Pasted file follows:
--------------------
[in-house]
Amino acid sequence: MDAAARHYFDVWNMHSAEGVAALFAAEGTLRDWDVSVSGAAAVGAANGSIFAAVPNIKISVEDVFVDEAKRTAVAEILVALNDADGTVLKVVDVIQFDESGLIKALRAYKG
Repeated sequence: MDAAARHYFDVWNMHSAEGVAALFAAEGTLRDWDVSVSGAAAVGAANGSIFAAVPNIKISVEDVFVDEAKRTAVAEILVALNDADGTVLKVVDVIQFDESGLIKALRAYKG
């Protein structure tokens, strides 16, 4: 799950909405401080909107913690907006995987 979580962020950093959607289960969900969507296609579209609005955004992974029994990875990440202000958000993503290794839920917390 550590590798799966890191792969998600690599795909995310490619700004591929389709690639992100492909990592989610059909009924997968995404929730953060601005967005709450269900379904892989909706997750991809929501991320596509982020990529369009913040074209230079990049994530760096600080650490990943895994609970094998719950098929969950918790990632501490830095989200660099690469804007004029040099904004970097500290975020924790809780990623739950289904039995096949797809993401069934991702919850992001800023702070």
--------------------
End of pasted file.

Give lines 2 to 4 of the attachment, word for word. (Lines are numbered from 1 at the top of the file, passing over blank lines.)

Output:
Amino acid sequence: MDAAARHYFDVWNMHSAEGVAALFAAEGTLRDWDVSVSGAAAVGAANGSIFAAVPNIKISVEDVFVDEAKRTAVAEILVALNDADGTVLKVVDVIQFDESGLIKALRAYKG
Repeated sequence: MDAAARHYFDVWNMHSAEGVAALFAAEGTLRDWDVSVSGAAAVGAANGSIFAAVPNIKISVEDVFVDEAKRTAVAEILVALNDADGTVLKVVDVIQFDESGLIKALRAYKG
């Protein structure tokens, strides 16, 4: 799950909405401080909107913690907006995987 979580962020950093959607289960969900969507296609579209609005955004992974029994990875990440202000958000993503290794839920917390 550590590798799966890191792969998600690599795909995310490619700004591929389709690639992100492909990592989610059909009924997968995404929730953060601005967005709450269900379904892989909706997750991809929501991320596509982020990529369009913040074209230079990049994530760096600080650490990943895994609970094998719950098929969950918790990632501490830095989200660099690469804007004029040099904004970097500290975020924790809780990623739950289904039995096949797809993401069934991702919850992001800023702070």